Young Bassoon Students Need Recitals

bassoon recital
Finding recital venues is a headache. When I was house hunting, recital space was a must. Here’s how we fit 30-35 people in my living room.

My studio sponsors four student recitals per year. I think that teaching students to perform is just as important as teaching them to play the bassoon. I remember being surprised when many of my music school friends would say, “Oh, I love to play my instrument, but I don’t like to perform.” I didn’t get that. Why would you be getting a musicĀ performance degree if you don’t perform? I later realized that it was because they simply hadn’t learned the art of performance and they felt inadequate.

I know that planning recitals is a headache. Finding venues, arranging accompanists, scheduling students–it’s enough to make you give up on recitals entirely! See this post for ideas on how to minimize the pain. I’ve also learned that if you hold recitals at the same time every year, it starts to become tradition. You get used to it, parents and students get used to it and you all may even start to look forward to the next recital!

I try to align my recital dates with the public school calendar. I wait until marching band season is over before holding the Fall Recital. (Although the students usually only have one week after marching band ends to cram for the recital.) I hold a Solo/Ensemble Preview Recital the first week of February. Solo/ensemble festival is held in February here in my state of Utah, so this recital serves as a chance for my students to get a performance in before they play for the solo/ensemble judges.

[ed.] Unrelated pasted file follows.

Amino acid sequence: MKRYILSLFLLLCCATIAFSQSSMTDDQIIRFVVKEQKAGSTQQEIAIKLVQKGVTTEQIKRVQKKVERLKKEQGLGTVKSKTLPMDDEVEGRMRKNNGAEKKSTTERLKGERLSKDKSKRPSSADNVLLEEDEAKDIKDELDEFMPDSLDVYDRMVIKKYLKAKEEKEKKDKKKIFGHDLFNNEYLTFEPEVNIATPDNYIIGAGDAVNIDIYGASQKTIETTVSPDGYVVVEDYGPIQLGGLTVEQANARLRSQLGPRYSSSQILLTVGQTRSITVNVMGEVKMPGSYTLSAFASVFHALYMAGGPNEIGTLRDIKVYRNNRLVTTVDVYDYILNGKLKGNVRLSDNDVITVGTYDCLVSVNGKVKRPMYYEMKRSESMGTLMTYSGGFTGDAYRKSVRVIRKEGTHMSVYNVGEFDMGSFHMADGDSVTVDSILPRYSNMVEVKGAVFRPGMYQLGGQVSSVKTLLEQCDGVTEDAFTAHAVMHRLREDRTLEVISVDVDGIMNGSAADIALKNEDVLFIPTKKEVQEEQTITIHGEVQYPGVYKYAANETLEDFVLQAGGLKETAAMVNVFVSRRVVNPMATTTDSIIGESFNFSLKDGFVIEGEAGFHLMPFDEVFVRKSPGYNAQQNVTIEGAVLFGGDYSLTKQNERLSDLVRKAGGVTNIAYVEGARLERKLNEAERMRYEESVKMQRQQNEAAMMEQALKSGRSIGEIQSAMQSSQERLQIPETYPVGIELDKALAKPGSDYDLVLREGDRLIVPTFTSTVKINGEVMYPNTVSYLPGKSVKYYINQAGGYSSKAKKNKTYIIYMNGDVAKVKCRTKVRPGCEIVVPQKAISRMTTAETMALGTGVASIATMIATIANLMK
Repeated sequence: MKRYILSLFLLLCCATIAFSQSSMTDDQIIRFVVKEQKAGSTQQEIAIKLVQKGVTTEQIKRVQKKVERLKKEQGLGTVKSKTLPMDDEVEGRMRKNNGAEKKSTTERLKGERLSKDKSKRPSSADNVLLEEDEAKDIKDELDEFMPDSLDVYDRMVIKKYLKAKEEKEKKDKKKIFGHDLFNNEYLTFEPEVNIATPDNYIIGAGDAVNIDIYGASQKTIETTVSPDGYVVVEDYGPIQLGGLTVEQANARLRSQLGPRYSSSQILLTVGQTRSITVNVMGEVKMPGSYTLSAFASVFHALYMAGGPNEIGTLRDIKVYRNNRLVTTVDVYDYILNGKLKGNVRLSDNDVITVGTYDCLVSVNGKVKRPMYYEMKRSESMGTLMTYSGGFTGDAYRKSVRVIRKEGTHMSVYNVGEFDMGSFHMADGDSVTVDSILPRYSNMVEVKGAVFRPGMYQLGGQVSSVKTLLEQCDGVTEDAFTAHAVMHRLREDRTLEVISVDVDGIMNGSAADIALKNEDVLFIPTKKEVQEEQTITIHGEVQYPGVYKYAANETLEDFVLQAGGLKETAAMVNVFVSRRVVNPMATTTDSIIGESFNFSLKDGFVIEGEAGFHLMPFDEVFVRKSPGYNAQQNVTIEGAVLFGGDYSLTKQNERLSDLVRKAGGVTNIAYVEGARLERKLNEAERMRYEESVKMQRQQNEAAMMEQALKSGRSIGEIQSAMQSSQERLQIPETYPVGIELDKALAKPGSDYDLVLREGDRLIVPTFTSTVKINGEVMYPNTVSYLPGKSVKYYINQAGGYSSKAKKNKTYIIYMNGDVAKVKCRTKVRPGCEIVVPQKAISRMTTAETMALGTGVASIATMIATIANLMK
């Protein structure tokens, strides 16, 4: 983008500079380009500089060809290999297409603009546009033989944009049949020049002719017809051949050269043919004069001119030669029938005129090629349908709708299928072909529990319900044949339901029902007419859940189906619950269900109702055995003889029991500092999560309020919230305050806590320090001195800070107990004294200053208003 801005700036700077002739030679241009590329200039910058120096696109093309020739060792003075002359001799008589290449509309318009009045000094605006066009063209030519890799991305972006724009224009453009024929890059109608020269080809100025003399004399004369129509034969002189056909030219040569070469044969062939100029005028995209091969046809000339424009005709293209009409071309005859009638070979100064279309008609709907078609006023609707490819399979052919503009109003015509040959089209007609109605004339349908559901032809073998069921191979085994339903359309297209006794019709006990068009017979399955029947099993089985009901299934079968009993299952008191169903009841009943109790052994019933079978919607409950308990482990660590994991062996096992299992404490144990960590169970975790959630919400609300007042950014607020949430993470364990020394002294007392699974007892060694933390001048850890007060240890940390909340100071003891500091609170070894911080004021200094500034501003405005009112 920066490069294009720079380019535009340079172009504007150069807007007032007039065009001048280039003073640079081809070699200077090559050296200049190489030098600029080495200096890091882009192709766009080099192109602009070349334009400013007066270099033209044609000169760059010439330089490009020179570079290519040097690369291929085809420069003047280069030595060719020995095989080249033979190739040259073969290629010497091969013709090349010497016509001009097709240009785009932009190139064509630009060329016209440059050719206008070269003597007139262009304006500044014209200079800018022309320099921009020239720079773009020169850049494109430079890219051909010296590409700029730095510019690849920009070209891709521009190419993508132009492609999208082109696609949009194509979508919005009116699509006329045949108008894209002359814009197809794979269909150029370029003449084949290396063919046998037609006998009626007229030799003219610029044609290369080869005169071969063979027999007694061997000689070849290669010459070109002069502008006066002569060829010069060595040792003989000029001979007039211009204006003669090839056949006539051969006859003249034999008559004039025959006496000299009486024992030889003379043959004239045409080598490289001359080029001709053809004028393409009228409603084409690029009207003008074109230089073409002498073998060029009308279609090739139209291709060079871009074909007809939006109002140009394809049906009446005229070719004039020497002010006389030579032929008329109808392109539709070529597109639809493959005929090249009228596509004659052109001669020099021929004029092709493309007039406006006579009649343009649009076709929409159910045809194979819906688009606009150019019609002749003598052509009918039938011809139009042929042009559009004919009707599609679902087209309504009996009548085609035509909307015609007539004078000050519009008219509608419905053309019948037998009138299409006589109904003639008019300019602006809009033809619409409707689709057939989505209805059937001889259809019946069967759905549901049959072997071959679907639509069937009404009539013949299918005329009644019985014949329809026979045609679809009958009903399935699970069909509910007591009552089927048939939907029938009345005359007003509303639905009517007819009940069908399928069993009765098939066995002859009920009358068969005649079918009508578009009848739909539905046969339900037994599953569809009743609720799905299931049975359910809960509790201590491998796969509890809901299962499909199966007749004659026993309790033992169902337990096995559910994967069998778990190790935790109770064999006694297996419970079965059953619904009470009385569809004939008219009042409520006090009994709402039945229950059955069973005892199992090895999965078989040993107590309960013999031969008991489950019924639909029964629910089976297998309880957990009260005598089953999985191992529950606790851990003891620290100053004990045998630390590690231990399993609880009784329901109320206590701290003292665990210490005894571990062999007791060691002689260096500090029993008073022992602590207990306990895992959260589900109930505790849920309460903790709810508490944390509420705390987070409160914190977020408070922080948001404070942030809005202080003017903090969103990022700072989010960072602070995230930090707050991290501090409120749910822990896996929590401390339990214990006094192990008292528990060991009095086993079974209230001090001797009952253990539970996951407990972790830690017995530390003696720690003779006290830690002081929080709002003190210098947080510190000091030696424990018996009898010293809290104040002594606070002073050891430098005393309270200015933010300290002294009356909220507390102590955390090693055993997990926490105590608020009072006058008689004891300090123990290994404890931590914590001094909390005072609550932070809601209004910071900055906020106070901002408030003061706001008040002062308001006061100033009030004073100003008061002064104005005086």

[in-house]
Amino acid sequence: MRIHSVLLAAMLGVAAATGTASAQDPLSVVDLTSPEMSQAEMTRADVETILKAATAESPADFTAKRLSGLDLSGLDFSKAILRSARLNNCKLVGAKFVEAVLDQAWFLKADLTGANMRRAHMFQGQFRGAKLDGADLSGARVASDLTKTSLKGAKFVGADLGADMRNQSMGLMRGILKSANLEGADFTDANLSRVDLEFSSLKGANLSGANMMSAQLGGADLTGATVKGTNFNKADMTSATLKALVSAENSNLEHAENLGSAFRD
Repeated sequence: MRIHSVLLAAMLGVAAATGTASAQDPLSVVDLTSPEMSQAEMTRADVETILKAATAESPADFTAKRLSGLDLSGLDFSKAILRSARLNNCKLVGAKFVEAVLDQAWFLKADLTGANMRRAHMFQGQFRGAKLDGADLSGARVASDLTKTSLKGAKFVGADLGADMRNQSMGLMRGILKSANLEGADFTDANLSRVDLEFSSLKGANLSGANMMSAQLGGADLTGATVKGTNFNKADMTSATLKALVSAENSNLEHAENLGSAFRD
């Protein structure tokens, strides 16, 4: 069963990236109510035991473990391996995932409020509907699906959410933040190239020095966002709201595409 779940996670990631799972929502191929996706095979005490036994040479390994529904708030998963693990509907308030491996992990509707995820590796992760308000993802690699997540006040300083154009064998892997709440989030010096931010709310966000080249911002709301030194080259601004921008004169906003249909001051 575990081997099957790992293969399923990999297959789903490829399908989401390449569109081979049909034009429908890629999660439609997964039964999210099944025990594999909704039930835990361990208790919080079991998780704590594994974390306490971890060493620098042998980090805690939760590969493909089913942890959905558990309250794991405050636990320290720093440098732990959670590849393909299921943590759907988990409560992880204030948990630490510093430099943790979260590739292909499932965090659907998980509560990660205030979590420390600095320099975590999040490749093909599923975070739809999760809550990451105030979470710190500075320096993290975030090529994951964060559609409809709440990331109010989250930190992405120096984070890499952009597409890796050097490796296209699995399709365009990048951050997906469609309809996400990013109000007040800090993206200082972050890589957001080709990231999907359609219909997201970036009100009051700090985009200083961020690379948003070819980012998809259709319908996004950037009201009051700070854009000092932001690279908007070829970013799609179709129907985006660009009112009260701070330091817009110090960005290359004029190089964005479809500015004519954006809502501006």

The Spring Recital (late April, early May) is a themed recital, where all of the students play music by the same composer or from the same musical time period. I find it easier to force feed them music history when everybody is focusing on the same kind of music. Our final recital is our Summer Recital. This is a much less formal recital. We play more bassoon quartets, popular music and music with multimedia components.

In addition to these recitals, I also provide opportunities for my students to play for each other in group lesson and masterclass settings. Look for future posts on the specifics of all of these events.

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